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Modern Cryptography New Directions in Cryptography W.Diffie & M.E.Hellman Probabilistic Encryption S.Goldwasser & S.Micali.

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Presentation on theme: "Modern Cryptography New Directions in Cryptography W.Diffie & M.E.Hellman Probabilistic Encryption S.Goldwasser & S.Micali."— Presentation transcript:

1 Modern Cryptography New Directions in Cryptography W.Diffie & M.E.Hellman Probabilistic Encryption S.Goldwasser & S.Micali

2 By 1976... Theoretically – Perfect secrecy [Shannon]. NOT MUCH BESIDES… The notion of a function easy to compute but hard to “inverse” arose... [Purdy] Complexity: NP (completeness) vs. P [Cook, Karp]. Practically – Computers and “Private key security” exist (DES), and are becoming more and more applicable.

3 In fact, computers and cryptography go hand in hand from the first computers. (WWII) In fact, there were confidential papers in cryptography (in CESG): Non-secret-encryption [J.H.Ellis ‘70] (with a proof!) ¼RSA [C.C.Cocks ’73] By 1976... (hush hush!)

4 By 1976... (biographical details) In 1972, Whitfiled Diffie, an AI graduate student, developes more than an interest in cryptography. In 1974, at the age of 30, he phones Martin Hellman, assistant professor in Stanford, to discuss issues in crypto. They begin collaborating. In 1975, Diffie thinks of quitting altogether. "I was worried that I wasn't particularly remarkable as a programmer and that my lot in life would get progressively worse if things continued going as they were." Also In 1975, he bares success. "The thing I remember distinctly is that I was sitting in the living room when I thought of it the first time and then I went downstairs to get a Coke and I almost lost it," he says. "I mean, there was this moment when - I was thinking about something. What was it? And then I got it back and didn't forget it."

5 New Directions in Cryptography W.Diffie & M.E.Hellman HellmanDiffie We stand today on the brink of a “We stand today on the brink of a revolution in cryptography”

6 Emphasis 1.NO definitions, notations, claims, proofs etc. This is an invited paper, so: 2. HOWEVER: clever ideas, clever insights! 3. Practicality. Historical survey.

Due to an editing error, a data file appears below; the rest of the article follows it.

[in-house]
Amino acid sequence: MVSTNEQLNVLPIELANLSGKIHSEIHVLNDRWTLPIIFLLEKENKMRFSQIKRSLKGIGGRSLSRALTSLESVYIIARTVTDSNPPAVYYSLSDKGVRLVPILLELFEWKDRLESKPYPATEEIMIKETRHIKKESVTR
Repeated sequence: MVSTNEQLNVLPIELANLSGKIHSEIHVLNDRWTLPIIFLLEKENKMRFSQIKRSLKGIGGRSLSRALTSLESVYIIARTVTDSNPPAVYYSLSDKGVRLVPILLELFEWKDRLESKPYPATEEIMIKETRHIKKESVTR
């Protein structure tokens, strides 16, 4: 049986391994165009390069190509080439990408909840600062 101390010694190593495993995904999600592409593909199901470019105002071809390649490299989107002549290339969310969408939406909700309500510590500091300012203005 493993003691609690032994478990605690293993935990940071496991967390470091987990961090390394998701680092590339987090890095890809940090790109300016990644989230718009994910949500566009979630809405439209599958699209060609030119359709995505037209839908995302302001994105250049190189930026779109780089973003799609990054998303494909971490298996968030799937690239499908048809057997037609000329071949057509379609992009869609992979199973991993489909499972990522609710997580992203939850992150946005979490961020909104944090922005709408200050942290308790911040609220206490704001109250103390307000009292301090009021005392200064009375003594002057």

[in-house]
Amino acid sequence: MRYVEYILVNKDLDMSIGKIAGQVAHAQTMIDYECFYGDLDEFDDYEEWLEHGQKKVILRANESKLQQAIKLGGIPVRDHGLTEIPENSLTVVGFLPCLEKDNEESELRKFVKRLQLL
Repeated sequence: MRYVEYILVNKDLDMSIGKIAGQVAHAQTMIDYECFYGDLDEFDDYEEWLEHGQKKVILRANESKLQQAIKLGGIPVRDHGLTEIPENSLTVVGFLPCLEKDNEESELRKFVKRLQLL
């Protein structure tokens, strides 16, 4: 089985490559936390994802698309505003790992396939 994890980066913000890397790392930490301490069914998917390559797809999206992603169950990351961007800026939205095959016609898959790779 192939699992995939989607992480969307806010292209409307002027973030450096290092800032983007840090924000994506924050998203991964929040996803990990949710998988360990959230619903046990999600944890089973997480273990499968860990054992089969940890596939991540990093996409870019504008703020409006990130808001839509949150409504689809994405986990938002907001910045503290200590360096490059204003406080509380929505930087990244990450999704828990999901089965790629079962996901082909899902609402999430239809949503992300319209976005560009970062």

7 So, what do we have in “ conventional cryptographic system ” (block or stream)? S k :{P}!{C}

8 “ Conventional Cryptographic System ” Goal: Enciphering and deciphering – “inexpensive”, but any “cryptananlytic operation” is “too complex to be economical”. “We call a task computationally infeasible, if its cost... is finite but impossibly large.” Important desired property- Error propagation: “A small change in the input block produces a major change in the resulting output”.

9 “ Conventional Cryptographic System ” Threats: ({S k } is known) Eavesdropping – “Ciphertext only”, “Known plaintext”, “Chosen plaintext”. Injecting – new messages, or combining/repeating. Problems: 3. n users )  (n 2 ) keys. 1. Where does the secure channel comes from? 2. Authentication & Signature.


11 THE PUBLIC KEY CRYPTOSYSTEM! Two families {E k } k, {D k } k of invertible transformations, E k, D k :{M}!{M}, s.t. the following holds: 1. 8 k, E k is the inverse of D k. 2. 8 k, 8 m2{M}, E k (m), D k (m), are “easy to compute”. 3. For almost every k, each easily computed algorithm equivalent D k to is computationally infeasible to derive given E k. 4. 8 k, it easy to come up with the pair h D k, E k i. Publicize E k, but keep D k to yourself! RANDOMIZED!

12 Suggestions 1.(useless) An invertible matrix E, D = E -1. (n 2 vs. n 3, at the time) 2.“One way compiler”. Public Key Distribution System: “Securely exchange a key over an insecure channel”. 3. Merkle. 4. The Diffie-Hellman key exchange.